ViacomCBS, MTV’s parent company, has fired The Masked Singer presenter Nick Cannon after he shared anti-Semitic conspiracy theories and comments on a June 30 episode of his Cannon’s Class podcast on YouTube.
ViacomCBS said in a statement: “We have spoken with Nick Cannon about an episode of his podcast ‘Cannon’s Class’ on YouTube, which promoted hateful speech and spread anti-Semitic conspiracy theories.”
It added: “While we support ongoing education and dialogue in the fight against bigotry, we are deeply troubled that Nick has failed to acknowledge or apologize for perpetuating anti-Semitism, and we are terminating our relationship with him.”
Cannon’s television career has spanned more than 15 years with MTV and Nickelodeon, also ViacomCBS-owned, starting with his sketch comedy show Wild ‘n Out which aired from 2005.
The 39-year-old actor and former America’s Got Talent host had been a familiar fixture presenting across the network’s channels.
Mariah Carey’s former husband was also chairman for TeenNick, a spin-off Nickelodeon channel geared towards 13 to 17-year-olds.
On Monday, Cannon tweeted a thread discussing his comments amid backlash, saying: “Anyone who knows me knows that I have no hate in my heart nor malice intentions. I do not condone hate speech nor the spread of hateful rhetoric. We are living in a time when it is more important than ever to promote unity and understanding.” He added that he holds himself accountable for “this moment” and said he welcomed experts, clergy, or spokespersons to do the same.
What to watch for
Whether Fox, which airs The Masked Singer hosted by Cannon, takes similar action.
Cannon’s comments took place during his podcast interview with former Public Enemy group member Richard Griffin, known as Professor Griff, whose anti-semitic comments in the 1980s triggered the split of the hip hop group. At the time, Griffin told conservative paper the Washington Times: “The Jews are wicked. And we can prove this.” In his recent interview with Cannon, Griffin appeared to stand by his past remarks, telling the podcast: “I’m hated now because I told the truth.” Cannon, who called Griffin a “legend”, said: “You’re speaking facts. There’s no reason to be scared of anything when you’re speaking the truth.” Cannon also made reference to the Rothschild banking dynasty, who have for decades been targets of anti-Semitism, and claimed that what he was saying was not “hate speech”, adding “the Semitic people are Black people.”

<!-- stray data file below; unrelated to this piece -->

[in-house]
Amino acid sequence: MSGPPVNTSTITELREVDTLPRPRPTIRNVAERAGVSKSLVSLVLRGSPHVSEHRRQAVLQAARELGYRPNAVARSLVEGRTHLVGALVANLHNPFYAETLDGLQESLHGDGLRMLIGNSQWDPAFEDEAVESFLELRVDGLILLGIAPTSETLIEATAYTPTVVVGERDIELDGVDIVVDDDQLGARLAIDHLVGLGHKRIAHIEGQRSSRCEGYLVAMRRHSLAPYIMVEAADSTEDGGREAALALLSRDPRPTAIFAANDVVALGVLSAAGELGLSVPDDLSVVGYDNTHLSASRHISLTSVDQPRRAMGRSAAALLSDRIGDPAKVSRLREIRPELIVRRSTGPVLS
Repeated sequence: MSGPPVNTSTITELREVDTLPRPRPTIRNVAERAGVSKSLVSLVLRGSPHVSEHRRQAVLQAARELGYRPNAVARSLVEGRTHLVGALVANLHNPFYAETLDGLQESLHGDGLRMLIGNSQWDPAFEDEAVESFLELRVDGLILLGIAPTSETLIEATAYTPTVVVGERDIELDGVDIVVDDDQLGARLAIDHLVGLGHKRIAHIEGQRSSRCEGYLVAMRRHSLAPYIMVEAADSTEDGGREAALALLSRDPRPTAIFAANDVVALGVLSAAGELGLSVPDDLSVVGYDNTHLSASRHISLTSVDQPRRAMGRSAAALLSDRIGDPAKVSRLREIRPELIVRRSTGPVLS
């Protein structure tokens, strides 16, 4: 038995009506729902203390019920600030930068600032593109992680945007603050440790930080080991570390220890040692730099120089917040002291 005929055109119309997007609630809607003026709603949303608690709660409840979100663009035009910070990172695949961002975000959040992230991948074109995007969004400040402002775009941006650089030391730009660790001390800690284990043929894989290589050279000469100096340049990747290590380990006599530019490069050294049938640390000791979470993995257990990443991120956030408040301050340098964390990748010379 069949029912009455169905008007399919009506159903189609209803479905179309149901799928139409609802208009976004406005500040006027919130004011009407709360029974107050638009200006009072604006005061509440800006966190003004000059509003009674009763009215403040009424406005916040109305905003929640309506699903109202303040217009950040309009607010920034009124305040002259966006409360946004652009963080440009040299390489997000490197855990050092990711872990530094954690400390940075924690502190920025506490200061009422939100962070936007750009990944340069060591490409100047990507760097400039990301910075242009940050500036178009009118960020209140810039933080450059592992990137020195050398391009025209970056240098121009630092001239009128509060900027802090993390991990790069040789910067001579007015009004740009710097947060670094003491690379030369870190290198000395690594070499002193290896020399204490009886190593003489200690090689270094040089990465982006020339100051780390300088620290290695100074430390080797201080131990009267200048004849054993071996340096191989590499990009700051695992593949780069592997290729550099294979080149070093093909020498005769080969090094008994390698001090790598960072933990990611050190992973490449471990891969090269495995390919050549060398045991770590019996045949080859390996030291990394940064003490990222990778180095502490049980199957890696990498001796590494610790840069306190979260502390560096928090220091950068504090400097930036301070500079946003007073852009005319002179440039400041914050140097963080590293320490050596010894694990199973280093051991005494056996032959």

Cannon and Griffin’s comments emerge amid a wider conversation about prominent celebrities making or sharing anti-Semitic remarks in a time of anti-racism protests. Rapper Ice Cube, sports star DeSean Jackson and talk show host Chelsea Handler, who is Jewish, have recently been criticised for promoting anti-Semitic ideas on social media. Former NBA star Kareem Abdul-Jabbar blasted this form of racism in his column in The Hollywood Reporter adding that it threatens to undermine the Black Lives Matter movement. “If we’re going to be outraged by injustice, let’s be outraged by injustice against anyone,” he wrote. Meanwhile journalist Jemele Hill, referencing insensitive comments she made about Hitler in 2008, said in a recent Atlantic op-ed: “I learned that just because I’m aware of the destruction caused by racism, that doesn’t mean I’m automatically sensitive to other forms of racism, or in this case, anti-Semitism. Black people, too, are capable of being culturally arrogant.”